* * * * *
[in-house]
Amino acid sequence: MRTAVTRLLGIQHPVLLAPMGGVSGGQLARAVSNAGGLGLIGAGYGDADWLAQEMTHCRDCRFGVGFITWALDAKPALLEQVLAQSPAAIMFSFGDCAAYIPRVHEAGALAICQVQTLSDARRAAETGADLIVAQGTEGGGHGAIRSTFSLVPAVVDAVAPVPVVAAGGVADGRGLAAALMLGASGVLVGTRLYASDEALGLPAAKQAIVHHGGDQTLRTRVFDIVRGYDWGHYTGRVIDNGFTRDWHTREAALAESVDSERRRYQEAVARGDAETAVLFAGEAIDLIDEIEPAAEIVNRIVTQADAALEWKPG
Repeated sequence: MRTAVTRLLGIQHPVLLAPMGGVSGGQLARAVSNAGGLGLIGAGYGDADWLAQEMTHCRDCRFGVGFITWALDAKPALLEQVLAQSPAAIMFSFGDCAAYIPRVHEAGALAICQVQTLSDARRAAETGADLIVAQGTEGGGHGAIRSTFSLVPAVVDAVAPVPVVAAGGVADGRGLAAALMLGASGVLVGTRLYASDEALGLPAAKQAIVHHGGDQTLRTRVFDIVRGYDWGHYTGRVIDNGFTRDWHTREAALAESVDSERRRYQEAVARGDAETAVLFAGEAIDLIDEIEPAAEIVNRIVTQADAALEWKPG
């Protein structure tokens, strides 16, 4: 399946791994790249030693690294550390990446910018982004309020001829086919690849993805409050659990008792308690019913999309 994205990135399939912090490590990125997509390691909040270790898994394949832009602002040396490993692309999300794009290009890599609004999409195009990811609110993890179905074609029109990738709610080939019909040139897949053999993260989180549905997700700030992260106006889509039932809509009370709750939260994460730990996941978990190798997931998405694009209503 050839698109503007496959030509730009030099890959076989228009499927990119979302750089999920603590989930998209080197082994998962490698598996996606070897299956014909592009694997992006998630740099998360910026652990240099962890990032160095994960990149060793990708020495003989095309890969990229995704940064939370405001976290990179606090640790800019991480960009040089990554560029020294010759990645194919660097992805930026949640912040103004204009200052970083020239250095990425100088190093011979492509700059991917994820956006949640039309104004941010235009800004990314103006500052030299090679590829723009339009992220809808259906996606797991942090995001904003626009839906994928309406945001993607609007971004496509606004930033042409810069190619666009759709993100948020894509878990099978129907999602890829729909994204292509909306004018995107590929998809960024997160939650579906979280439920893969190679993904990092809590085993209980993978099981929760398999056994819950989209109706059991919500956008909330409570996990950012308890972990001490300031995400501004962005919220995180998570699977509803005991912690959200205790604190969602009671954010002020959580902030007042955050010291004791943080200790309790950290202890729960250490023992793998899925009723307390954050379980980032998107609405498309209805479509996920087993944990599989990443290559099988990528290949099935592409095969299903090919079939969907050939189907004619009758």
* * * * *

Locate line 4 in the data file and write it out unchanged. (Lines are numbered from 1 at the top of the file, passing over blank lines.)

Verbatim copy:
């Protein structure tokens, strides 16, 4: 399946791994790249030693690294550390990446910018982004309020001829086919690849993805409050659990008792308690019913999309 994205990135399939912090490590990125997509390691909040270790898994394949832009602002040396490993692309999300794009290009890599609004999409195009990811609110993890179905074609029109990738709610080939019909040139897949053999993260989180549905997700700030992260106006889509039932809509009370709750939260994460730990996941978990190798997931998405694009209503 050839698109503007496959030509730009030099890959076989228009499927990119979302750089999920603590989930998209080197082994998962490698598996996606070897299956014909592009694997992006998630740099998360910026652990240099962890990032160095994960990149060793990708020495003989095309890969990229995704940064939370405001976290990179606090640790800019991480960009040089990554560029020294010759990645194919660097992805930026949640912040103004204009200052970083020239250095990425100088190093011979492509700059991917994820956006949640039309104004941010235009800004990314103006500052030299090679590829723009339009992220809808259906996606797991942090995001904003626009839906994928309406945001993607609007971004496509606004930033042409810069190619666009759709993100948020894509878990099978129907999602890829729909994204292509909306004018995107590929998809960024997160939650579906979280439920893969190679993904990092809590085993209980993978099981929760398999056994819950989209109706059991919500956008909330409570996990950012308890972990001490300031995400501004962005919220995180998570699977509803005991912690959200205790604190969602009671954010002020959580902030007042955050010291004791943080200790309790950290202890729960250490023992793998899925009723307390954050379980980032998107609405498309209805479509996920087993944990599989990443290559099988990528290949099935592409095969299903090919079939969907050939189907004619009758």